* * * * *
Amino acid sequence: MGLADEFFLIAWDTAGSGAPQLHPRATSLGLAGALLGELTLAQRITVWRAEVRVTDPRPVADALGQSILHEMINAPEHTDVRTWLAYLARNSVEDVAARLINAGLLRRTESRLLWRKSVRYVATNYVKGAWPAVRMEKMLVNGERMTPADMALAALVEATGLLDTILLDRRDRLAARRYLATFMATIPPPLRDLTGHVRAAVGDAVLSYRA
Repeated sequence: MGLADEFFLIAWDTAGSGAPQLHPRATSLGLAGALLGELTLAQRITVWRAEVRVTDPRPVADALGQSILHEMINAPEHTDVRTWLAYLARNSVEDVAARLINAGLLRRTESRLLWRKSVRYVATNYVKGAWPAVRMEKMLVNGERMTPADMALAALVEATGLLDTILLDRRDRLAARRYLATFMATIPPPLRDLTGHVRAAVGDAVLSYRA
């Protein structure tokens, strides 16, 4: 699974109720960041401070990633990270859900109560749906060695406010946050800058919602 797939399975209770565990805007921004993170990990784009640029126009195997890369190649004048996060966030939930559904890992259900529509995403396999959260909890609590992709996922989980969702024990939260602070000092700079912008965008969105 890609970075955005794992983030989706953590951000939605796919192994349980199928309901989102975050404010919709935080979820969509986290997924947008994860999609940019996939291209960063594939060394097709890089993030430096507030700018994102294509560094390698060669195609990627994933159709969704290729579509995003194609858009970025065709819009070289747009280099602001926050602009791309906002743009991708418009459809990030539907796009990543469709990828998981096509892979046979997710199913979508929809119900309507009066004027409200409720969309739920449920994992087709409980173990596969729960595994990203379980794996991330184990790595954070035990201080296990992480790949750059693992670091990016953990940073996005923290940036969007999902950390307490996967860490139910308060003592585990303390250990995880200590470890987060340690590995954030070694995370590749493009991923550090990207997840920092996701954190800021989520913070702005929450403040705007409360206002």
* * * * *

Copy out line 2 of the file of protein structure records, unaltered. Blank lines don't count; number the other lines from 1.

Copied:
Repeated sequence: MGLADEFFLIAWDTAGSGAPQLHPRATSLGLAGALLGELTLAQRITVWRAEVRVTDPRPVADALGQSILHEMINAPEHTDVRTWLAYLARNSVEDVAARLINAGLLRRTESRLLWRKSVRYVATNYVKGAWPAVRMEKMLVNGERMTPADMALAALVEATGLLDTILLDRRDRLAARRYLATFMATIPPPLRDLTGHVRAAVGDAVLSYRA